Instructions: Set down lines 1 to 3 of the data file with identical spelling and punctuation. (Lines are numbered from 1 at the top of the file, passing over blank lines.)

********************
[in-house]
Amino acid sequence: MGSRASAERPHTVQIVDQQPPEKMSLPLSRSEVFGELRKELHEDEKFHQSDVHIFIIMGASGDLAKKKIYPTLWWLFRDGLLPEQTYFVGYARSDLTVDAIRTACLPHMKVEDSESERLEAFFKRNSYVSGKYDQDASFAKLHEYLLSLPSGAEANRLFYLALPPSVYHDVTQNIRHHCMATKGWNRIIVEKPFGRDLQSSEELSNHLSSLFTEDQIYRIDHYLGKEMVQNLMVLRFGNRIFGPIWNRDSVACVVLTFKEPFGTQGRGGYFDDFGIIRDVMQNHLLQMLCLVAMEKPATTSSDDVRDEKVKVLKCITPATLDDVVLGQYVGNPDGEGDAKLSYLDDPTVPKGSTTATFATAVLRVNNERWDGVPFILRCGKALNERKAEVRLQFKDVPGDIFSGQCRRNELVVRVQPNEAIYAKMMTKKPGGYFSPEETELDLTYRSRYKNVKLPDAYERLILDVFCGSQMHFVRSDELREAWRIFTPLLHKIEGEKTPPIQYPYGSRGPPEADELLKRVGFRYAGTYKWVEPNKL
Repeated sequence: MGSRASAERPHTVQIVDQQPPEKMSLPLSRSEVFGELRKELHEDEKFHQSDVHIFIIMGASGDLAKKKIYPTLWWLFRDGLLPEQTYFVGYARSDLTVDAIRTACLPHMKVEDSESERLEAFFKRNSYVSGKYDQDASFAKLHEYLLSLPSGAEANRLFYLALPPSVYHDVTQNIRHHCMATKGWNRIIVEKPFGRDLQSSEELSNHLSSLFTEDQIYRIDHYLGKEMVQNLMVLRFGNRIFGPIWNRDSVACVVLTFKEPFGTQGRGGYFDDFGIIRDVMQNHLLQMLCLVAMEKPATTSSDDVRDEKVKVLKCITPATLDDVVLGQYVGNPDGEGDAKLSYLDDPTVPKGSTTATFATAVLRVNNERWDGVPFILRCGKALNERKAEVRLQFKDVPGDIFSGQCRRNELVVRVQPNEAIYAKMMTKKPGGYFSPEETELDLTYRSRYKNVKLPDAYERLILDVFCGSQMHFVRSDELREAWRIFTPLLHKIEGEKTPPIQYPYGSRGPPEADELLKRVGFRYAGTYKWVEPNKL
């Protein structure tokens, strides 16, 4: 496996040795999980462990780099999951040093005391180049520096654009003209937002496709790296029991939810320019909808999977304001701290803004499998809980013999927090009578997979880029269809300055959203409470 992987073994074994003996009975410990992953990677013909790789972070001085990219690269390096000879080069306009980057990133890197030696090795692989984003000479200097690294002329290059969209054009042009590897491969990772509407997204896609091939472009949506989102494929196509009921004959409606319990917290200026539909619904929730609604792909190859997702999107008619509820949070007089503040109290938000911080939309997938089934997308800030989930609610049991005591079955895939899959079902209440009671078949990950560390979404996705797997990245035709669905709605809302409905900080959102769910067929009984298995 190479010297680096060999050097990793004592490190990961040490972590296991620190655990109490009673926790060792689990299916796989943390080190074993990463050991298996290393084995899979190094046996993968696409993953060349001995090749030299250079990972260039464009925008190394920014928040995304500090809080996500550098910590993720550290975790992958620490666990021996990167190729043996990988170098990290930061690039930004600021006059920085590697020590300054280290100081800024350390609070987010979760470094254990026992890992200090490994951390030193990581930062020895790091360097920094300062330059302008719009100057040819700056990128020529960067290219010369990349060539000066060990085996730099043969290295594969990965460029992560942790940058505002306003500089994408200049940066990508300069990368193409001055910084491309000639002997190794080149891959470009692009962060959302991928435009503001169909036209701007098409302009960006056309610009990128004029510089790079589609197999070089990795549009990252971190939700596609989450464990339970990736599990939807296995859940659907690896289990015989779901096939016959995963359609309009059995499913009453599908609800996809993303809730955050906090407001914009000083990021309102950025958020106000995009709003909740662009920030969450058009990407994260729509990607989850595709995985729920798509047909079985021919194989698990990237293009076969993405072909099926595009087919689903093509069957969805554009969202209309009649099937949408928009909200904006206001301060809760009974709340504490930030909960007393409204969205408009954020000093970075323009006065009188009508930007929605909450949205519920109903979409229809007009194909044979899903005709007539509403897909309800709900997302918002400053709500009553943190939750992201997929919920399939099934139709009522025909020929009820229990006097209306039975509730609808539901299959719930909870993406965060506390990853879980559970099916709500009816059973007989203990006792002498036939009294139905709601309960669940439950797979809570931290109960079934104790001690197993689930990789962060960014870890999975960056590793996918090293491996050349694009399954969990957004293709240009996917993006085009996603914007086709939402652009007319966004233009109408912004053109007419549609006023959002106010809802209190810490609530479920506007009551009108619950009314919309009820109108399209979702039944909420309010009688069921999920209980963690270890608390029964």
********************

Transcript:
[in-house]
Amino acid sequence: MGSRASAERPHTVQIVDQQPPEKMSLPLSRSEVFGELRKELHEDEKFHQSDVHIFIIMGASGDLAKKKIYPTLWWLFRDGLLPEQTYFVGYARSDLTVDAIRTACLPHMKVEDSESERLEAFFKRNSYVSGKYDQDASFAKLHEYLLSLPSGAEANRLFYLALPPSVYHDVTQNIRHHCMATKGWNRIIVEKPFGRDLQSSEELSNHLSSLFTEDQIYRIDHYLGKEMVQNLMVLRFGNRIFGPIWNRDSVACVVLTFKEPFGTQGRGGYFDDFGIIRDVMQNHLLQMLCLVAMEKPATTSSDDVRDEKVKVLKCITPATLDDVVLGQYVGNPDGEGDAKLSYLDDPTVPKGSTTATFATAVLRVNNERWDGVPFILRCGKALNERKAEVRLQFKDVPGDIFSGQCRRNELVVRVQPNEAIYAKMMTKKPGGYFSPEETELDLTYRSRYKNVKLPDAYERLILDVFCGSQMHFVRSDELREAWRIFTPLLHKIEGEKTPPIQYPYGSRGPPEADELLKRVGFRYAGTYKWVEPNKL
Repeated sequence: MGSRASAERPHTVQIVDQQPPEKMSLPLSRSEVFGELRKELHEDEKFHQSDVHIFIIMGASGDLAKKKIYPTLWWLFRDGLLPEQTYFVGYARSDLTVDAIRTACLPHMKVEDSESERLEAFFKRNSYVSGKYDQDASFAKLHEYLLSLPSGAEANRLFYLALPPSVYHDVTQNIRHHCMATKGWNRIIVEKPFGRDLQSSEELSNHLSSLFTEDQIYRIDHYLGKEMVQNLMVLRFGNRIFGPIWNRDSVACVVLTFKEPFGTQGRGGYFDDFGIIRDVMQNHLLQMLCLVAMEKPATTSSDDVRDEKVKVLKCITPATLDDVVLGQYVGNPDGEGDAKLSYLDDPTVPKGSTTATFATAVLRVNNERWDGVPFILRCGKALNERKAEVRLQFKDVPGDIFSGQCRRNELVVRVQPNEAIYAKMMTKKPGGYFSPEETELDLTYRSRYKNVKLPDAYERLILDVFCGSQMHFVRSDELREAWRIFTPLLHKIEGEKTPPIQYPYGSRGPPEADELLKRVGFRYAGTYKWVEPNKL